When I first started submitting stories to journals, magazines and competitions I didn’t keep track of them. I didn’t really need to because it was intermittent and rare for me to actually complete a story and then send one off.
These days I submit stories on a regular basis. Even if I haven’t written anything new in a while there is usually something somewhere that has either been rejected, expired or I’ve just forgotten about it (it happens!).
So far all my short stories have been rejected at least once before being published. Currently I have four stories being considered and two that are waiting to be submitted somewhere new.
Trying to keep track of what stories are currently submitted, where they’ve been submitted before (so I don’t resend them to anyone) and how long it’s been since a story was published (so I can start submitting it to markets and anthologies accepting reprints) can be a daunting task. Unfortunately, not everyone uses Submittable to manage their incoming submissions, and even if they did that doesn’t include a publication date or how much you were (or weren’t) paid.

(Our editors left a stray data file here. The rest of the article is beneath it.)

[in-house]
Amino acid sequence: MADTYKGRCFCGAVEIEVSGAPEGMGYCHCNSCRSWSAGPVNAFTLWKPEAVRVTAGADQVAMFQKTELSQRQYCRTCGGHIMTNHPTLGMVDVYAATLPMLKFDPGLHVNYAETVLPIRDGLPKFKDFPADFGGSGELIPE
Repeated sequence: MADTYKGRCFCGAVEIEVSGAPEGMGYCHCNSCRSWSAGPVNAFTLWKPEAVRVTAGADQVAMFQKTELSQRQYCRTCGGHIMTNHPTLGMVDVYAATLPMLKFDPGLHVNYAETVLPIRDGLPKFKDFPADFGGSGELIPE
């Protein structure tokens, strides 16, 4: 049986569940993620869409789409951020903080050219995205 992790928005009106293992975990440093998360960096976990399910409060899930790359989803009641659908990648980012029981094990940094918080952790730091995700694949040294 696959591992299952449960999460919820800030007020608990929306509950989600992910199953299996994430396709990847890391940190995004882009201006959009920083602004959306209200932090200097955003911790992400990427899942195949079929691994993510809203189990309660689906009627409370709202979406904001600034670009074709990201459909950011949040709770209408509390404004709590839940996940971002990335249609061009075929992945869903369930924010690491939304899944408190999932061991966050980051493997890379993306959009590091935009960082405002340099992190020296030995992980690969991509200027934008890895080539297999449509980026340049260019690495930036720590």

I prefer writing things out by hand than using an excel spreadsheet, so, adapting a process I used to use to manage my Etsy sales, I devised a template with which to manage all my short story submissions, from the day they’re submitted to the day they are published.
I’ve found it endlessly useful not just at keeping track, but also at keeping motivated. When a rejection comes in I wallow for a few minutes, but then I update my manager and resubmit. Turning rejection into a clerical task takes some of the hurt out of it and you can start treating the whole submission process as part of business rather than a personal slight.
Keep writing, keep submitting and keep track.
If you have any tips on how you manage the submission process please share them in the comments, I’d love to hear from you.